Chinese nationals fleeing the war-torn country have had bills exceeding $5,000 for charter flights and quarantine.
Bucharest, Romania – China began evacuating its citizens from Ukraine within days of Russia invading the country on February 24.
Last week, China’s foreign ministry said it had completed the evacuation effort, getting more than 5,000 Chinese nationals out of the war-torn country.
But what Beijing has described as a triumphant success – the state-run Global Times tabloid reported the evacuation had concluded “perfectly” – proved to be a costly endeavour for those involved, putting evacuees under significant financial and mental stress.
The Chinese government charged evacuees, many of them students, about 18,000 yuan ($2,830) each to board charter flights out of Romania and Poland to various Chinese cities.
Once in China, they had to undergo between 14 and 28 days of quarantine in designated hotels, also at their own expense. Faced with bills of more than $5,000 in some cases, some evacuees said they had even reconsidered their plans to return home.
In Bucharest, some Chinese citizens signed a petition on yibaochina.com calling on Beijing to subsidise the flights or provide accommodation for evacuees to stay in Romania.
“It’s unreasonably expensive. We are students,” one woman who was boarding a charter flight from Otopeni, near Bucharest, to Hangzhou last month, told Al Jazeera, speaking on condition of anonymity.
Including the costs of quarantine, which vary depending on the hotel and city, evacuees could expect to shoulder costs in excess of $5,000 – close to China’s median disposable income per capita, which reached $5,520 in 2021, according to the National Bureau of Statistics.
The Chinese foreign ministry did not immediately respond to questions from Al Jazeera about the costs of evacuating citizens from Ukraine.
Chinese Foreign Ministry spokesman Wang Wenbin said on March 28 that the country’s evacuation mission had been completed “for now”, with 5,200 Chinese citizens evacuated to countries neighbouring Ukraine.
About 4,600 of those returned to China on 20 charter flights, Wang said.
The first flight left Bucharest for the eastern Chinese city of Hangzhou on March 4, with the last flight departing the Romanian capital on March 27 for the southeastern city of Fuzhou.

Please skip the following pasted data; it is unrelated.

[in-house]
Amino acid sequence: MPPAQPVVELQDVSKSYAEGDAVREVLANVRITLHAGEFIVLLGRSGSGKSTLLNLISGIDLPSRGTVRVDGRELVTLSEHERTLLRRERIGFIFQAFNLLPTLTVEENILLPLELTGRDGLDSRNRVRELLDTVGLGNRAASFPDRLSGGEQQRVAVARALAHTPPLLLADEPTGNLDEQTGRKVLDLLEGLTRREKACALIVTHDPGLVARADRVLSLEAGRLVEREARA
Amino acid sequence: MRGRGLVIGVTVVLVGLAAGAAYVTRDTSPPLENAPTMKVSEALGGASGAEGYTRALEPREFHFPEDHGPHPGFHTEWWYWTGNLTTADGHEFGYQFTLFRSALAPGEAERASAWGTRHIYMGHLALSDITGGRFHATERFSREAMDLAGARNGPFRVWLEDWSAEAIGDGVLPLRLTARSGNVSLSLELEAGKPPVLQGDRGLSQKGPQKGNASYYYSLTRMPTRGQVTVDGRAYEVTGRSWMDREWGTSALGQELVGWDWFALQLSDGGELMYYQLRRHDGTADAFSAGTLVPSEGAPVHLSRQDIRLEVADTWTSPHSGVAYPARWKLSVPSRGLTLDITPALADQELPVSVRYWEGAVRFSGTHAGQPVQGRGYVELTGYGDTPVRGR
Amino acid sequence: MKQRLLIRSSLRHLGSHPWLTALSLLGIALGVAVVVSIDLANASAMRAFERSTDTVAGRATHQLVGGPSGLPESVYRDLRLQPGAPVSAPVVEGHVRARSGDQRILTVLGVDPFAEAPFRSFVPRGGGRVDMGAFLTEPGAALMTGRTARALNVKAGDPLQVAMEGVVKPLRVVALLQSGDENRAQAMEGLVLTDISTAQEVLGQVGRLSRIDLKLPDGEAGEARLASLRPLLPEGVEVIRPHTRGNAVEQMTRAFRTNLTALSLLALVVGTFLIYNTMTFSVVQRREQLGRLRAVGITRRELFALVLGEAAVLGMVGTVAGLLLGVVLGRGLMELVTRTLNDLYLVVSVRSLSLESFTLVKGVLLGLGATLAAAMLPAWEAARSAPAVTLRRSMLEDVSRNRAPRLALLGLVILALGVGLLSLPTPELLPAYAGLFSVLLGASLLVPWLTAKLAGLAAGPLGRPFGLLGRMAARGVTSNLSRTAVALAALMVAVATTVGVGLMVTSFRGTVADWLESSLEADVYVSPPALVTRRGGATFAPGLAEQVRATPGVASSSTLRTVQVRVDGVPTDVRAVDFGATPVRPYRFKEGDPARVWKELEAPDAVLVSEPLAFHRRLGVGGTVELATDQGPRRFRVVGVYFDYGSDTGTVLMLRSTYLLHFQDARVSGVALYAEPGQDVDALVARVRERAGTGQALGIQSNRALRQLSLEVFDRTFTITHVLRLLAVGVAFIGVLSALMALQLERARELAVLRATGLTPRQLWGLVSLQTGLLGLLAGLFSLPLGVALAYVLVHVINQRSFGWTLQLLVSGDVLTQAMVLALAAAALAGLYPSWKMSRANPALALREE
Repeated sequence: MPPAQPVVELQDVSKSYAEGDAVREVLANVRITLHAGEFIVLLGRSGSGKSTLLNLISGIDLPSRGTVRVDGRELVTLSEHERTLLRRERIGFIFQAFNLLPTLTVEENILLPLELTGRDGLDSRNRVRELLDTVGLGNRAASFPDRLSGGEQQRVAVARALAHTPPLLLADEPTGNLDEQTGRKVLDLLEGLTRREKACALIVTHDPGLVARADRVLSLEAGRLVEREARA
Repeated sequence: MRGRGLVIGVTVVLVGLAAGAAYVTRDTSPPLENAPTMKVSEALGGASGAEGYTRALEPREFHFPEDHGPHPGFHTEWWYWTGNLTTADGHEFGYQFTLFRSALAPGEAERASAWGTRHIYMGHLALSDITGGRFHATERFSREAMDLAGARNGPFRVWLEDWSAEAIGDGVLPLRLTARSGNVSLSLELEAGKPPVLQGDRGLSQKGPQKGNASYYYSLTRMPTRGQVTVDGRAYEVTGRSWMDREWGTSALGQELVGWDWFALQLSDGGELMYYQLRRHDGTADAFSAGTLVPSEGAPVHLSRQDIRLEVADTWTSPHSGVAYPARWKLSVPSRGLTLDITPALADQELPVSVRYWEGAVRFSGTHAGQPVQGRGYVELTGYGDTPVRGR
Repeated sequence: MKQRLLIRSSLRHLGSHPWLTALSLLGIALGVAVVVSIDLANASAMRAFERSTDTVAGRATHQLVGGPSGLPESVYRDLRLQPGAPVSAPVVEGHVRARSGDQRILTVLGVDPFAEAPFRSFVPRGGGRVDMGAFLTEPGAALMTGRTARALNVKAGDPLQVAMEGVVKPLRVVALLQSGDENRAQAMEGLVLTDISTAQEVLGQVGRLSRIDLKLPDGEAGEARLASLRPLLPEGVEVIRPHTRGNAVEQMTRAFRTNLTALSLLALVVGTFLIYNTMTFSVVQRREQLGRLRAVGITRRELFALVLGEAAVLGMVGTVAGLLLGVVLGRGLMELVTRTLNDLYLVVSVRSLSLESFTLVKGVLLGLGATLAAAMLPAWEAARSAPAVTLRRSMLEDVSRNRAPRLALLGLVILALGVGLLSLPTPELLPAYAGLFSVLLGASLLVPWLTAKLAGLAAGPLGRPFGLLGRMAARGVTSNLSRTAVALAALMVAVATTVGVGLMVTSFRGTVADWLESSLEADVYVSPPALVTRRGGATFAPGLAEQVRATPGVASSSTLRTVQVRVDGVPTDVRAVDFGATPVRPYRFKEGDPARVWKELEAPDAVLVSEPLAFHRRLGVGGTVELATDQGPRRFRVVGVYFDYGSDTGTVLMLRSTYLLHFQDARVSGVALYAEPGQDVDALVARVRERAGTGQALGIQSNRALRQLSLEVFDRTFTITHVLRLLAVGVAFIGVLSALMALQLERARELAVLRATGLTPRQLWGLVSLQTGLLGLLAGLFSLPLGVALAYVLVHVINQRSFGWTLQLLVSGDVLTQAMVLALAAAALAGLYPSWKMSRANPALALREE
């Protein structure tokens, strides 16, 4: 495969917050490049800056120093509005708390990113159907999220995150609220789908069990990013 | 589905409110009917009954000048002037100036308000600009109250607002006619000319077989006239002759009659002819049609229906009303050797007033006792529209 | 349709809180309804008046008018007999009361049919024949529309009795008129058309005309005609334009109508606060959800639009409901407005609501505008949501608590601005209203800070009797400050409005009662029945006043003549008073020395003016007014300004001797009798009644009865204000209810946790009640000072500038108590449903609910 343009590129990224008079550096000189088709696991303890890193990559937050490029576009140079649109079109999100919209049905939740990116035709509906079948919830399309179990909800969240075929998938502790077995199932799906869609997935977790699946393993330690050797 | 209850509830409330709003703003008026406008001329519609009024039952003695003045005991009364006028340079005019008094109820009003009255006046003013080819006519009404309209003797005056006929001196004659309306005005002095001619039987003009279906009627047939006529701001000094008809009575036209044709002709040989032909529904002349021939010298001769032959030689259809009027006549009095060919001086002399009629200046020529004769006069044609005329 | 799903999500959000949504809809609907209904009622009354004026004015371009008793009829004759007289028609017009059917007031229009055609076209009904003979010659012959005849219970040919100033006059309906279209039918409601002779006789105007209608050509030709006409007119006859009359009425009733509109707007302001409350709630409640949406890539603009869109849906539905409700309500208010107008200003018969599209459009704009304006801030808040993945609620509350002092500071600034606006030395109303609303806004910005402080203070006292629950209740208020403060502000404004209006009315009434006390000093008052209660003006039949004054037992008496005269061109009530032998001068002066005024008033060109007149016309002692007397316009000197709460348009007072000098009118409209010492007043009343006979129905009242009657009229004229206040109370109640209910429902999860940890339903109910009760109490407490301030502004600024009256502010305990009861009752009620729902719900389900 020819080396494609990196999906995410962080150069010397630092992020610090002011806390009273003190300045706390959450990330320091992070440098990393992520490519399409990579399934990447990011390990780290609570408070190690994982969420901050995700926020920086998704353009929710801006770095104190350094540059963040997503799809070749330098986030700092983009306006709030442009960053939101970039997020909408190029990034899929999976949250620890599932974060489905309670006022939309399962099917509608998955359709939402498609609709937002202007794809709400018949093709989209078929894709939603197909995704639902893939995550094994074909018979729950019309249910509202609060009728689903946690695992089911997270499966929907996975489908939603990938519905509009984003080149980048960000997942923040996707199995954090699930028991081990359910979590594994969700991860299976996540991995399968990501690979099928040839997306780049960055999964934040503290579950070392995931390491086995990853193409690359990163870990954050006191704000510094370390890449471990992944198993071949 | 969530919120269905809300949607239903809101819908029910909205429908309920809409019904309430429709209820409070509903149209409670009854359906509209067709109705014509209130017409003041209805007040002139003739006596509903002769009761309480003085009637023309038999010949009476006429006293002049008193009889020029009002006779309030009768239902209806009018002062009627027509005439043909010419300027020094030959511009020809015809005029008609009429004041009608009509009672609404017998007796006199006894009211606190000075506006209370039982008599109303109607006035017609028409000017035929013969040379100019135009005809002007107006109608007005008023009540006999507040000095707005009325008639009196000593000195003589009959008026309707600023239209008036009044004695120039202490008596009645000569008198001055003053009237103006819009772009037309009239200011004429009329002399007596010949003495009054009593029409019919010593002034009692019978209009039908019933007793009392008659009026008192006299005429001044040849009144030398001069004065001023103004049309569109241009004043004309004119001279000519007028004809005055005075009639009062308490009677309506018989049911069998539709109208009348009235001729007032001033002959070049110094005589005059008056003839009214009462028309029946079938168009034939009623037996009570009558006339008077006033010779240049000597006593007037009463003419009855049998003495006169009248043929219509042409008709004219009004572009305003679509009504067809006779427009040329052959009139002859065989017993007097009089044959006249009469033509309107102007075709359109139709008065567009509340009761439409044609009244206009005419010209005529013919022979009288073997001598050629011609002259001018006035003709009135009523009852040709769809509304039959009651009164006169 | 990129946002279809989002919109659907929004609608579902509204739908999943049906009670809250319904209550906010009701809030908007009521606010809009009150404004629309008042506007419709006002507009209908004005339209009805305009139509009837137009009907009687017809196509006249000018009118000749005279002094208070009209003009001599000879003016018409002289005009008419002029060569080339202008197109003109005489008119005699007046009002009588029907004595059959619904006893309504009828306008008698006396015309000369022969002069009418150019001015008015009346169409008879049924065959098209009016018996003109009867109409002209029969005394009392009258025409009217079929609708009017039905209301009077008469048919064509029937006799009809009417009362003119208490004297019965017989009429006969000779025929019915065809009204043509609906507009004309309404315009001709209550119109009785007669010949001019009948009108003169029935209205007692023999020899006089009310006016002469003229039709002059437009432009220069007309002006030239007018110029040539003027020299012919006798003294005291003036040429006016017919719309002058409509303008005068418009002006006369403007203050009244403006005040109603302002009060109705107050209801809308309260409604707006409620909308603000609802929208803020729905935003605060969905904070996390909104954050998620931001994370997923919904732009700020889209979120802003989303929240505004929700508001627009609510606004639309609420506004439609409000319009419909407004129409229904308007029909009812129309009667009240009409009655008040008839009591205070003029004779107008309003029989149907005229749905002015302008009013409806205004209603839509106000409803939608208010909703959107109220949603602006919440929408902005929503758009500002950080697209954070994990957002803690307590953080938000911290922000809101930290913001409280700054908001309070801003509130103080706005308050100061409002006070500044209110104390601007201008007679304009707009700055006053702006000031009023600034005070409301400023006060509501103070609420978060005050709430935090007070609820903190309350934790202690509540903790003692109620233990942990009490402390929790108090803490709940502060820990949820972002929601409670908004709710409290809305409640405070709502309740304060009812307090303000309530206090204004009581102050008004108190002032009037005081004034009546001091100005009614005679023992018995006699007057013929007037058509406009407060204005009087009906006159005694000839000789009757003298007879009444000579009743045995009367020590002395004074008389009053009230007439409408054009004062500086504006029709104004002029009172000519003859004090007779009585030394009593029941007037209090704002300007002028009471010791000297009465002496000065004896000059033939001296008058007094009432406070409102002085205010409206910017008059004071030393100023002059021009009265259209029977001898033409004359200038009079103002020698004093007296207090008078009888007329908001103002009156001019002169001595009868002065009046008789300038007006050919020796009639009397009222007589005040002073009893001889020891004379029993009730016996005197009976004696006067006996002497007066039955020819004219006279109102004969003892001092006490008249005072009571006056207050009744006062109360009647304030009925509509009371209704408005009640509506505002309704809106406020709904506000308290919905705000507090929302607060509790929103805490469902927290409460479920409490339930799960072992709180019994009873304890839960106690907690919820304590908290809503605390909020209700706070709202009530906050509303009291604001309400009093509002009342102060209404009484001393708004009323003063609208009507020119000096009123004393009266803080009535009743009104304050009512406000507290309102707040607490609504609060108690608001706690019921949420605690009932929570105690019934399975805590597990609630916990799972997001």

Among the destination cities was Shenyang in north China, which notoriously enforces the world’s longest quarantine of 28 days.
Evacuees who flew to Shenyang wrote on Weibo, China’s heavily-censored answer to Twitter, that they were charged 530 yuan ($83) per night for an individual room.
While many Chinese people who live abroad or have children studying abroad are considered wealthy, the costs were enough for some to pass up the chance to return home.
On Weibo, one woman posted a video explaining she had made the decision to stay in Europe after learning the total cost of flights and quarantine for her family would amount to about 80,000 yuan ($12,570).
“Yesterday, we were making plans for what to do when we’re back,” she said in the video. “Today, after hearing the news about the price, we changed our minds because we can live a life here in Europe with 80,000 yuan.”
Governments charging their citizens to be evacuated from a conflict area has been a thorny issue in the past.
The US Department of State caused an uproar in August when it announced that US citizens seeking flights out of Afghanistan would have to sign promissory notes for about $2,000, while non-US citizens would be required to pay even more. Following a backlash, the department backtracked and announced the evacuations would be free.
While China is the only country known to be charging for evacuation from Ukraine, most other governments have left it to their citizens to make their own way out of the country.
India and Ghana are among a handful of countries reported to have arranged emergency flights out of Ukraine free of charge.
Nonetheless, some Chinese Internet users have drawn unfavourable comparisons between Beijing’s handling of the crisis and responses elsewhere.
“This is not a business; this is an evacuation,” said one Weibo user. “And even if not free, a lower price would be better.”
Meanwhile, Chinese state media has repeatedly praised the evacuation effort, despite criticism of the cost and the fact that Beijing only advised its citizens to leave after the invasion had already started.
On Thursday, the Global Times described the evacuation as a “miraculously successful operation … showing the country’s resolve, mobility and cohesion amid crisis.”
Willy Wo-Lap Lam, an adjunct professor of China studies at the Chinese University of Hong Kong, described the Chinese government’s characterisation of the evacuation as an unqualified success as “standard practice”.
“It’s very important for them to stick to this claim, that they are super-efficient in evacuating their citizens,” Lam told Al Jazeera.
Asking citizens to cover their own evacuation expenses may have simply been a pragmatic decision, given the cost of transporting a large number of people, Lam said.
Indeed, some evacuees and social media users have defended the practice.
“Why would you expect our government to pay for you?” one Weibo user said. “It’s your responsibility because you chose to study in Ukraine, and the country has long been at risk of war since it has had a conflict with Russia.”
For Cao Shao, a medical student at a Kyiv university who flew out of Romania last month, the cost was a minor issue compared with the stress and trauma of trying to escape Ukraine.
“We think it’s expensive, but most foreign students have to pay for expensive plane tickets anyway,” Shao Al Jazeera. “Money is not a problem.”